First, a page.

Niagara Falls

I’m so tired of seeing myself write “beautiful”, that I’ve promised myself not to use that word while describing the Niagara Falls. My thesaurus gives me (among many more, of which many are totally inappropriate) these alternatives: attractive, pretty, alluring, lovely, delightful, gorgeous, stunning, arresting, beguiling, exquisite, magnificent, drop-dead-gorgeous, devine…

We got up early and were at the falls around nine. The weather forecast the evening before had not been uplifting, it promised severe winds. But we were so lucky. The severe winds came during the night and really rocked the RV , so we woke up several times. But in the morning it was all over, and the sun was shining from a blue sky. We started on the American side which is the “less fantastic”, our guidebooks informed us. That was true – the view from the Canadian side is much more stunning. The two photos above are both taken from the Canadian side, the top picture is of the so-called horse shoe fall. I never understood why they call it that till I actually stood there. Guess what, it’s shaped as a horse shoe…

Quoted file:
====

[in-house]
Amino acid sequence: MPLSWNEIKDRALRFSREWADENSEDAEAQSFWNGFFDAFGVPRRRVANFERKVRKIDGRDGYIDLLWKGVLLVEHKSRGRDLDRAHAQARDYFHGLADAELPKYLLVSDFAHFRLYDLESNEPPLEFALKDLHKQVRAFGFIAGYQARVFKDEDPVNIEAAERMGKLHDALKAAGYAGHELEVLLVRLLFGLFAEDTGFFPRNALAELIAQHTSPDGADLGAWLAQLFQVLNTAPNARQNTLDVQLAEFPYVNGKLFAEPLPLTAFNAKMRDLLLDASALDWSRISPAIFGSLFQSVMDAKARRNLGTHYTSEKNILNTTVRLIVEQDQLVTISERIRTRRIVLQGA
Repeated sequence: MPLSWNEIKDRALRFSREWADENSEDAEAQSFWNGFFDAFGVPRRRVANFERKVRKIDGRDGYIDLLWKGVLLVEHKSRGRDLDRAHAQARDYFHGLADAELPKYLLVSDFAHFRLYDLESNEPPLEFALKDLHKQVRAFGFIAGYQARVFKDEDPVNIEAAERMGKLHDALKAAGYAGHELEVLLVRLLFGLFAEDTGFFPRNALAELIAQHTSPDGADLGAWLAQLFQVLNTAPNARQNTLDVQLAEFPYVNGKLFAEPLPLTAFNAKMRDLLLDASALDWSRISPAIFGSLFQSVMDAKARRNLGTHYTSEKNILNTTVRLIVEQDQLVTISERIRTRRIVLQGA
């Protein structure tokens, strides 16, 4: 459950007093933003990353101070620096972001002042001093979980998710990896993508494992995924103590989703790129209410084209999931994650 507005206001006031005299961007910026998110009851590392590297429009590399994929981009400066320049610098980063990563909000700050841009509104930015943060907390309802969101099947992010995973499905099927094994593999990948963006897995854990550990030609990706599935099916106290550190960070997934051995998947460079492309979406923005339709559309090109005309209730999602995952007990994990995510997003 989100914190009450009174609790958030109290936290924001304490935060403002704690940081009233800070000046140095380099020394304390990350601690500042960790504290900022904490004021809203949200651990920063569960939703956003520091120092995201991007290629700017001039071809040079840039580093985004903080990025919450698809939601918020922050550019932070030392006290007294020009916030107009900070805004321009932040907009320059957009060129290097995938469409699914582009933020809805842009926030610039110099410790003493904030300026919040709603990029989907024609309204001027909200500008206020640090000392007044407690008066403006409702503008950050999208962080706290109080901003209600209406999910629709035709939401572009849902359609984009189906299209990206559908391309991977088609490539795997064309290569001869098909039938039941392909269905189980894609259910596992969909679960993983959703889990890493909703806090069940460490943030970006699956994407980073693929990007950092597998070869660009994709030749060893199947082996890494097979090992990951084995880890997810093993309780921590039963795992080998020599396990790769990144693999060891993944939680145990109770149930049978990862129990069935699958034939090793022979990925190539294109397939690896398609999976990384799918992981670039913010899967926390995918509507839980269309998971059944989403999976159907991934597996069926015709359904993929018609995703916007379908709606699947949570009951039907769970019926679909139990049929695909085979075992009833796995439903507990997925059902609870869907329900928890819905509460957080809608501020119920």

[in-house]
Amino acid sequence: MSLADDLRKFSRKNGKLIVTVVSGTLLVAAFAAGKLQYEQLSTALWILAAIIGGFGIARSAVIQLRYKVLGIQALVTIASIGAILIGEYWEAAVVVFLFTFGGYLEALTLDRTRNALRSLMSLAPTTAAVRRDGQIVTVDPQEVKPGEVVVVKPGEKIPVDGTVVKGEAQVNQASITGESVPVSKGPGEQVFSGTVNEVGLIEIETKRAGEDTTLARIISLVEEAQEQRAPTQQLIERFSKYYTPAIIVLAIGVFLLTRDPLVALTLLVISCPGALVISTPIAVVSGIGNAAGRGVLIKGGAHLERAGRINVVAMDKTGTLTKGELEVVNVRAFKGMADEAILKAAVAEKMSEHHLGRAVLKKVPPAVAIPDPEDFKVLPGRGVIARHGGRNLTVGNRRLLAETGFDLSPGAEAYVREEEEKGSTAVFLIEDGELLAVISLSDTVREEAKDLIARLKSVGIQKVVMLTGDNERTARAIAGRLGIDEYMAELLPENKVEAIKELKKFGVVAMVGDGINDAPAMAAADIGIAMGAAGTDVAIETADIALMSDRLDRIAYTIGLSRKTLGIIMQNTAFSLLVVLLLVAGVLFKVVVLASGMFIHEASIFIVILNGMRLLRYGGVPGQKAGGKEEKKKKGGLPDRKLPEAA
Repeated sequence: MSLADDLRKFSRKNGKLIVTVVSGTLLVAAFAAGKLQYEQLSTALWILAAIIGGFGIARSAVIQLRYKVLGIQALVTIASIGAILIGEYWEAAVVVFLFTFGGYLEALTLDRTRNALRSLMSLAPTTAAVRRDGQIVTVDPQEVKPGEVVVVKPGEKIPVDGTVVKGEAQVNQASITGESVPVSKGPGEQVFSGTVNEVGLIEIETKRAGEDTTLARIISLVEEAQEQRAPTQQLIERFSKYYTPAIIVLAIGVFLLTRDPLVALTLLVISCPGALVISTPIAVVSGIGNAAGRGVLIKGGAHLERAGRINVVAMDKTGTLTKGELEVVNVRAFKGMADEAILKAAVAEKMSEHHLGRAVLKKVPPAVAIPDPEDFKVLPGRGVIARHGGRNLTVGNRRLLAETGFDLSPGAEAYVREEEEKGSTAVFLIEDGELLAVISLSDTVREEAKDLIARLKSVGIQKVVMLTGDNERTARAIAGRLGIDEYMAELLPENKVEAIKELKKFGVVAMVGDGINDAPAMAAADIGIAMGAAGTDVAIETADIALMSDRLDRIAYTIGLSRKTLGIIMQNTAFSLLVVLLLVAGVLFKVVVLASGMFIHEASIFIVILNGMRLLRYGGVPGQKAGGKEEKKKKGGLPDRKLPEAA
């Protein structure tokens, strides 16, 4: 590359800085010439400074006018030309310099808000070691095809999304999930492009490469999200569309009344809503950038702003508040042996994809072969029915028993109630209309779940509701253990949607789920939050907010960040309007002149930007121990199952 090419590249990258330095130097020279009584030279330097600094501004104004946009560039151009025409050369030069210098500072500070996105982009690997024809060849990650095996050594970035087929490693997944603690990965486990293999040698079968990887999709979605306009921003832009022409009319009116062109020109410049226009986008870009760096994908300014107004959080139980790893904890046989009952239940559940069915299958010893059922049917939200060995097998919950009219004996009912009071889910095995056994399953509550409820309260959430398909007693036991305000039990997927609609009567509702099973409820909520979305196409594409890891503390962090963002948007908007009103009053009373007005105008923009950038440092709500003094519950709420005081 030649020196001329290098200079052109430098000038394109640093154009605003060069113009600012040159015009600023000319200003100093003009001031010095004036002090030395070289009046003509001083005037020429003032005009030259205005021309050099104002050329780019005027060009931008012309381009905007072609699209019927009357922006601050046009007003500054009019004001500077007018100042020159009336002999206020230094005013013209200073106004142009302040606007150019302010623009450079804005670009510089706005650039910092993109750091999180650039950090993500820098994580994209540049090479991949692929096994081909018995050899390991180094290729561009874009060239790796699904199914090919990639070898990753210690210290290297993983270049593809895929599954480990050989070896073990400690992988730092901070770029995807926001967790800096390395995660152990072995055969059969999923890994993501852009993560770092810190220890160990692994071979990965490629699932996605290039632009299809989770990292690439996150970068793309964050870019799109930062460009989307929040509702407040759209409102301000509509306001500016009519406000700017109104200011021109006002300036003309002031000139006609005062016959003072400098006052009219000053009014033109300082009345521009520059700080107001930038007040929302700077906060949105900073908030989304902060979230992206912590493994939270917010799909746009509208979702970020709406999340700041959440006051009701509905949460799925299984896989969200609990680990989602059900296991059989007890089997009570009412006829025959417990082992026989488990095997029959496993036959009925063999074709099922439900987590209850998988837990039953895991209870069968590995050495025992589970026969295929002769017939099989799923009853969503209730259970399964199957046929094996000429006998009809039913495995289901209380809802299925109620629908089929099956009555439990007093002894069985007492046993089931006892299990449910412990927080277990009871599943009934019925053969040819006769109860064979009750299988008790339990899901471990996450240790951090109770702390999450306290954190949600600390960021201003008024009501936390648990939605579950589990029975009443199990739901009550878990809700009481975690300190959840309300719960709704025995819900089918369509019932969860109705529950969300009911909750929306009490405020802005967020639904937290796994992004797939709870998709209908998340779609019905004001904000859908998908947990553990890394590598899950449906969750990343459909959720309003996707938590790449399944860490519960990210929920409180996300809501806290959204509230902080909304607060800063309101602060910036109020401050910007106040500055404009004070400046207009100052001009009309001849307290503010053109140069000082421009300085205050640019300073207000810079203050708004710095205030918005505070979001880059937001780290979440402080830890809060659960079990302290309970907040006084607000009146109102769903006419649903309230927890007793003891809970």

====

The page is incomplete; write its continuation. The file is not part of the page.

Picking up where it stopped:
A rather strange thing is that it’s the Canadian side that’s the over-commercialized one. On the US side the falls are in a state park and it’s all very neat and there’s just one souvenir shop, the same kind as you find in all state parks. On the Canadian side it’s all glaring commercialism in ghastly colours (casinos, chain hotels, huge adverts, souvenir shops etc.). Luckily your back is to the glare when you’re looking at the falls. So the funny thing was that this probably was the cheapest touristy thing we’ve done yet – even the parking was free (but that was because the meter was broken). We had lunch in Canada in a restaurant that would’ve been absolutely terrible in the high season. Today there were only a few people in there and we could choose a table by the window and eat our sushi (so many Japanese tourists) with a view of the falls. We crossed the Rainbow bridge to Canada on foot, since the RV cannot leave the US. That was fine – it was only a short walk and it was much easier to find parking on the US side. And the customs officers on both sides were nice and polite – a novelty after the ones in the airports who all seem to suspect you of harbouring terrorist sympathies.